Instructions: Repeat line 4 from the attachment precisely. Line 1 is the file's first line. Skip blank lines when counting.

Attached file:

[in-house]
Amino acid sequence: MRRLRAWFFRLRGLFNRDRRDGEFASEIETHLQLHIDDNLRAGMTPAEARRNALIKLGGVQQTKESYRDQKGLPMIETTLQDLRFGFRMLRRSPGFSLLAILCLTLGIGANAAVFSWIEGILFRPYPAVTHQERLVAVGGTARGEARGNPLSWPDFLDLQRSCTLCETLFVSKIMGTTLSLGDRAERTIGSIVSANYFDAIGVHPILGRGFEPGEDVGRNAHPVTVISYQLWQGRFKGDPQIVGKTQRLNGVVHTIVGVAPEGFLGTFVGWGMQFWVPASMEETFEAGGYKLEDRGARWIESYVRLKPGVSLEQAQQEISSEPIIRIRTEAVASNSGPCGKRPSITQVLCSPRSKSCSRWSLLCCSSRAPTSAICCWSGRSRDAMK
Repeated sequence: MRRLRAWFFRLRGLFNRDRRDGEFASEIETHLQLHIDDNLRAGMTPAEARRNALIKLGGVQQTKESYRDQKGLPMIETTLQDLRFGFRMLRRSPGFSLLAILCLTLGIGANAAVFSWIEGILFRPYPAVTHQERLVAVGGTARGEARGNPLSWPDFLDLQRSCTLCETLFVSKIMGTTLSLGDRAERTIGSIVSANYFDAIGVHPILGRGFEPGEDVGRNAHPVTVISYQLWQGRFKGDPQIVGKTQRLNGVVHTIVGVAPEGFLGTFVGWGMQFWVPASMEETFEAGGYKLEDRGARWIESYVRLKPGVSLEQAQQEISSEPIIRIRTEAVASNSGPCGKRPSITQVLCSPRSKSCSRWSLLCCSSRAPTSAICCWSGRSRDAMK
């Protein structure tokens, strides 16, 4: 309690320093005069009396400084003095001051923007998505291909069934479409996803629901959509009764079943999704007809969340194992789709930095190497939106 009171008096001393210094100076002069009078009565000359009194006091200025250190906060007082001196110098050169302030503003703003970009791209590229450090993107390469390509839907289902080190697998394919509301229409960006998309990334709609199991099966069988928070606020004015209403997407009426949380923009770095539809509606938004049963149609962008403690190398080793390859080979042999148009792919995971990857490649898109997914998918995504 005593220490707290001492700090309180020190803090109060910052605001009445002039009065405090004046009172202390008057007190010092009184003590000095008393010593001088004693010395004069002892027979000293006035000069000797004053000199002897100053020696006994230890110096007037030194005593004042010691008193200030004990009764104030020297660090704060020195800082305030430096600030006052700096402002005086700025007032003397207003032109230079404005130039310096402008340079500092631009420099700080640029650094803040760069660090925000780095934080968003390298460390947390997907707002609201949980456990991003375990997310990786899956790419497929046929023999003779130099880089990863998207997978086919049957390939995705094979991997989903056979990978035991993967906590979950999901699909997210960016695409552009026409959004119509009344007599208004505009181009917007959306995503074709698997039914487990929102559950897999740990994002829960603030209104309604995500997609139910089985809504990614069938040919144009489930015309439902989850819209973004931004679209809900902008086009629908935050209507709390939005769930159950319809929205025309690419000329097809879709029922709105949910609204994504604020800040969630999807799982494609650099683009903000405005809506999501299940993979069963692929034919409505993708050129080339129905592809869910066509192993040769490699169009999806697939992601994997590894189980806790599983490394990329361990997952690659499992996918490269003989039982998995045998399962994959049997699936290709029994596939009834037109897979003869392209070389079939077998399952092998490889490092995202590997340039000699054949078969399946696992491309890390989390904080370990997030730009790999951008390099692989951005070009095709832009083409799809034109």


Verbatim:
């Protein structure tokens, strides 16, 4: 309690320093005069009396400084003095001051923007998505291909069934479409996803629901959509009764079943999704007809969340194992789709930095190497939106 009171008096001393210094100076002069009078009565000359009194006091200025250190906060007082001196110098050169302030503003703003970009791209590229450090993107390469390509839907289902080190697998394919509301229409960006998309990334709609199991099966069988928070606020004015209403997407009426949380923009770095539809509606938004049963149609962008403690190398080793390859080979042999148009792919995971990857490649898109997914998918995504 005593220490707290001492700090309180020190803090109060910052605001009445002039009065405090004046009172202390008057007190010092009184003590000095008393010593001088004693010395004069002892027979000293006035000069000797004053000199002897100053020696006994230890110096007037030194005593004042010691008193200030004990009764104030020297660090704060020195800082305030430096600030006052700096402002005086700025007032003397207003032109230079404005130039310096402008340079500092631009420099700080640029650094803040760069660090925000780095934080968003390298460390947390997907707002609201949980456990991003375990997310990786899956790419497929046929023999003779130099880089990863998207997978086919049957390939995705094979991997989903056979990978035991993967906590979950999901699909997210960016695409552009026409959004119509009344007599208004505009181009917007959306995503074709698997039914487990929102559950897999740990994002829960603030209104309604995500997609139910089985809504990614069938040919144009489930015309439902989850819209973004931004679209809900902008086009629908935050209507709390939005769930159950319809929205025309690419000329097809879709029922709105949910609204994504604020800040969630999807799982494609650099683009903000405005809506999501299940993979069963692929034919409505993708050129080339129905592809869910066509192993040769490699169009999806697939992601994997590894189980806790599983490394990329361990997952690659499992996918490269003989039982998995045998399962994959049997699936290709029994596939009834037109897979003869392209070389079939077998399952092998490889490092995202590997340039000699054949078969399946696992491309890390989390904080370990997030730009790999951008390099692989951005070009095709832009083409799809034109």